My "bolt of lightning" came in the July of 2019, when my superintendent arranged a leadership retreat for district administration at a local college. This promised to be 2 days of analyzing group dynamics and trust exercises, but the 2nd day was going to have a guest visitor, the Kentucky Education Commissioner. As a favor to the superintendent, the commissioner was coming to talk to our group about his vision for education in our state. I should say at this point that I work in a very small school district, so when I say our entire school leadership was there, that is a group of 10 individuals, so this would be an up close and personal "meet and greet". It occurred to me what a great opportunity this meeting could be to do serious advocacy. I set about preparing for the often unpredictable "elevator moment." Utilizing the aforementioned format "What, So What, Now What", I set to the task of developing my key message. The NASP Research & Policy Page was my one stop shop for the "What" portion of my message. There I found information on Medicaid's importance to our profession as well as a list of mental health services school psychologists regularly provide that could be considered "billable". I also reached out to my colleagues in West Virginia who had successfully navigated a similar encounter involving Medicaid a few years ago. Learning from their experience helped me prepare and understand what would be required for a change in KY's policy. They were also able to give me some contacts from their state government that I could pass along to the KY Education Commissioner as a resource if he had questions. Being able to hold up a border state, especially one that neighbored where I live, had the added value of connecting the issue to a real story, my story. In my conversation with the commissioner I could use myself as a real example and make the point that I could literally cross the river into WV and be a billable provider with my same credentials. This would be the linchpin of my "So What" portion of my key message. The "now what" or "the ask" as it is called was for him to ensure that school psychologists' status is changed so that they are included in the change to the state's Medicaid Plan.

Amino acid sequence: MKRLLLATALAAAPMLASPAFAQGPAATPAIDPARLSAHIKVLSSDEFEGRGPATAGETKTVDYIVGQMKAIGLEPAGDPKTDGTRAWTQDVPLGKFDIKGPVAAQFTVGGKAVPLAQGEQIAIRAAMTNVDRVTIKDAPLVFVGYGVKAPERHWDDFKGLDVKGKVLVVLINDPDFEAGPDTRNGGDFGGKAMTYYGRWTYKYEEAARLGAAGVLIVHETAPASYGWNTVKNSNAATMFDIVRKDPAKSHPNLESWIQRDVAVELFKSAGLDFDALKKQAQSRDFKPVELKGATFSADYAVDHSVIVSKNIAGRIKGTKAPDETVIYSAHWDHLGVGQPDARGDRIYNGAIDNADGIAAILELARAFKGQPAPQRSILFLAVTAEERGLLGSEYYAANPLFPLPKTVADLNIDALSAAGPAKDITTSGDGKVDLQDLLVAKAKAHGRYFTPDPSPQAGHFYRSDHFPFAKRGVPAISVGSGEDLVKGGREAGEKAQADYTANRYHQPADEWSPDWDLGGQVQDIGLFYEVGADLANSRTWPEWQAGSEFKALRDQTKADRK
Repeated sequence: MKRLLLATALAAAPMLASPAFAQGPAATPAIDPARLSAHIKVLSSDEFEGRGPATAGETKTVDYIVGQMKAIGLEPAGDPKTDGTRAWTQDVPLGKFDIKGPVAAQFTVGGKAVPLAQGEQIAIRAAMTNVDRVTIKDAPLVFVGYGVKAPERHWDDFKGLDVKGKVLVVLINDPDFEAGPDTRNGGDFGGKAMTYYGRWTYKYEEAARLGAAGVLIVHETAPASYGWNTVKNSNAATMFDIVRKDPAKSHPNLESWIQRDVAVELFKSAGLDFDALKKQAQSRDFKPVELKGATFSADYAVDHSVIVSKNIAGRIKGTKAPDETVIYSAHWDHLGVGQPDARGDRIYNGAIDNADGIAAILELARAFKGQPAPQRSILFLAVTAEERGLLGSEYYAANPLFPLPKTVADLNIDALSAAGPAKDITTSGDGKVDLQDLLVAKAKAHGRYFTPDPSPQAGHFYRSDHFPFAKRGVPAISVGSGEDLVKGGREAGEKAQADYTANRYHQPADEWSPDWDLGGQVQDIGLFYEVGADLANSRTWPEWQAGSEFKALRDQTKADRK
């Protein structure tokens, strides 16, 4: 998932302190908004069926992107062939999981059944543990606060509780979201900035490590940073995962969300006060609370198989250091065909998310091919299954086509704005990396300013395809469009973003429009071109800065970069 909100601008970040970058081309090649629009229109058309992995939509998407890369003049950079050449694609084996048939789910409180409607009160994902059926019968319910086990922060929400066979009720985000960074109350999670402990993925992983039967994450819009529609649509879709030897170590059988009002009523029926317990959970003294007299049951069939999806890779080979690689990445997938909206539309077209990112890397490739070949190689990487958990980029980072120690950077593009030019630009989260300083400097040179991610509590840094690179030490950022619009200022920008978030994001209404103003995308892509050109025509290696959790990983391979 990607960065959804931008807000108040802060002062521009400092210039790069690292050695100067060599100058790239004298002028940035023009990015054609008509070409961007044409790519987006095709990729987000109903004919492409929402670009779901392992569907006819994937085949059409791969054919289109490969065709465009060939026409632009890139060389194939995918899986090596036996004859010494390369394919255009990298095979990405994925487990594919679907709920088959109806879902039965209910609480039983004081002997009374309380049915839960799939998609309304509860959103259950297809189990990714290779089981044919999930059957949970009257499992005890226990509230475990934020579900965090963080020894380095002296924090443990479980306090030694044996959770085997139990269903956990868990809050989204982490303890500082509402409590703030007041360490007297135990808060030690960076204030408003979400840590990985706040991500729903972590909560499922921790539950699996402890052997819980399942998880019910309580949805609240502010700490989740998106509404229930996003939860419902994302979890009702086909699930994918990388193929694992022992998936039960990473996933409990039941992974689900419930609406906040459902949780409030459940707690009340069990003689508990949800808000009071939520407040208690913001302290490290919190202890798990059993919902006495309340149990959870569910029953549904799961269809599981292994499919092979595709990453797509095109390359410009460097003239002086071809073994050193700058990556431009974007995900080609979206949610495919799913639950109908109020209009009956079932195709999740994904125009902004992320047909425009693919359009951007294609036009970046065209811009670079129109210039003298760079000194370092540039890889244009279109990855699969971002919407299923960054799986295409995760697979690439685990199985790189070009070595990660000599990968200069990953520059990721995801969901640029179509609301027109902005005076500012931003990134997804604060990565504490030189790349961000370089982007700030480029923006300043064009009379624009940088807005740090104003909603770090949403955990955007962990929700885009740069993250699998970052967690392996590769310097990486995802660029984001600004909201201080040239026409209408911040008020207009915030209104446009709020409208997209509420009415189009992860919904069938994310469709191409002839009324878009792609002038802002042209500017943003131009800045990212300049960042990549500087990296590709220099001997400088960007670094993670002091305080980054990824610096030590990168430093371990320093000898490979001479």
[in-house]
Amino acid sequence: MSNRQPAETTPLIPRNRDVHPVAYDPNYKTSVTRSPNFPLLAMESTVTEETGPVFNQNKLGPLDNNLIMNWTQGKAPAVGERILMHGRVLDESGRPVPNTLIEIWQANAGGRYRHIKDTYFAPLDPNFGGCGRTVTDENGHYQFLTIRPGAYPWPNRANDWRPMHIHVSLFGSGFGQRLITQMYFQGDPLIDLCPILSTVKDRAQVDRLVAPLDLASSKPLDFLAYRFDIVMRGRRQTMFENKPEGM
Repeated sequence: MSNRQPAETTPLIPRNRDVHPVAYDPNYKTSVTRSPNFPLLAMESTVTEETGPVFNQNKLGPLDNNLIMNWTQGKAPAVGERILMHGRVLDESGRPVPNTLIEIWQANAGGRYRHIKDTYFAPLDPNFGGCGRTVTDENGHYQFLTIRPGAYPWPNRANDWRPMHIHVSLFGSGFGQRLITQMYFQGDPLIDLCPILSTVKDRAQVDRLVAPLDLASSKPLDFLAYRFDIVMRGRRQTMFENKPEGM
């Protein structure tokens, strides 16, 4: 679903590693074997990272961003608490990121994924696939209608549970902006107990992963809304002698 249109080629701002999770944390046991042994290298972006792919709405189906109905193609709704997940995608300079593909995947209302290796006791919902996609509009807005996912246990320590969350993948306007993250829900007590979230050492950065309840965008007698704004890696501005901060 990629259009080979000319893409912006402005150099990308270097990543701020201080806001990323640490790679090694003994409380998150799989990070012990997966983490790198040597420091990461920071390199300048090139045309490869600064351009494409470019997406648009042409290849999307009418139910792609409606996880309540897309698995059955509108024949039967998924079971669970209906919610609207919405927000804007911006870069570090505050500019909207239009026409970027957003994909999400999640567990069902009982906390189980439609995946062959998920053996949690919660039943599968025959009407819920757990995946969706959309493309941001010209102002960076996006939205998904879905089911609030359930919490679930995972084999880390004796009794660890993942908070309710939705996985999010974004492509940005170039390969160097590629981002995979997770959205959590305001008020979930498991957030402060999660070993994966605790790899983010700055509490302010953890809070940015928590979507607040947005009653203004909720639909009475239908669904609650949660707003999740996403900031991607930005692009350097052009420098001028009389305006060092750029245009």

The day of the meeting with education commissioner arrived. He met with our group that afternoon for about 45 minutes. The meeting went well enough, and at the end the commissioner left the room and I followed him out and asked to speak with him briefly. I could tell that my preparation was paying off because in under a minute I delivered on all the areas of my message. At the conclusion of our conversation, he thanked me for making him aware of this problem and asked that I follow up in email with the information we had talked about, which I did that very evening. In the email I also included some contacts from NASP and WV state government that he could reach out to.
In the climax of Back to the Future, Marty knew instantly he had been successful, as the moment the bolt of lightning hit, he was transported back to the year 1985 in a flash. Regrettably, I didn't have the luxury of a time traveling DeLorean that would allow me to skip ahead to see if I was successful. I was going to have to take the long way to the conclusion of this story and wait. A couple of months went by and I had begun to resign myself to the idea that I likely would not hear anything. Then, at the start of the school year, I was attending a professional institute put on by our state department of education and the commissioner was the keynote speaker. At the end of his speech I went to the back of the room to talk to some colleagues during the break. The commissioner must have seen me because he sought me out and thanked me for my email. He said that he and his team had looked into the matter and were working with the state agency that administers KY's Medicaid Program to make the necessary changes to recognize specialist level school psychologists as billable providers. This was certainly great news and a great victory for kids and the profession of school psychology. To me, it demonstrates how important it is to get your message concise, and how as advocates for our beloved profession you have to be ready and willing to take advantage of opportunities. After all, lightning never strikes in the same place twice.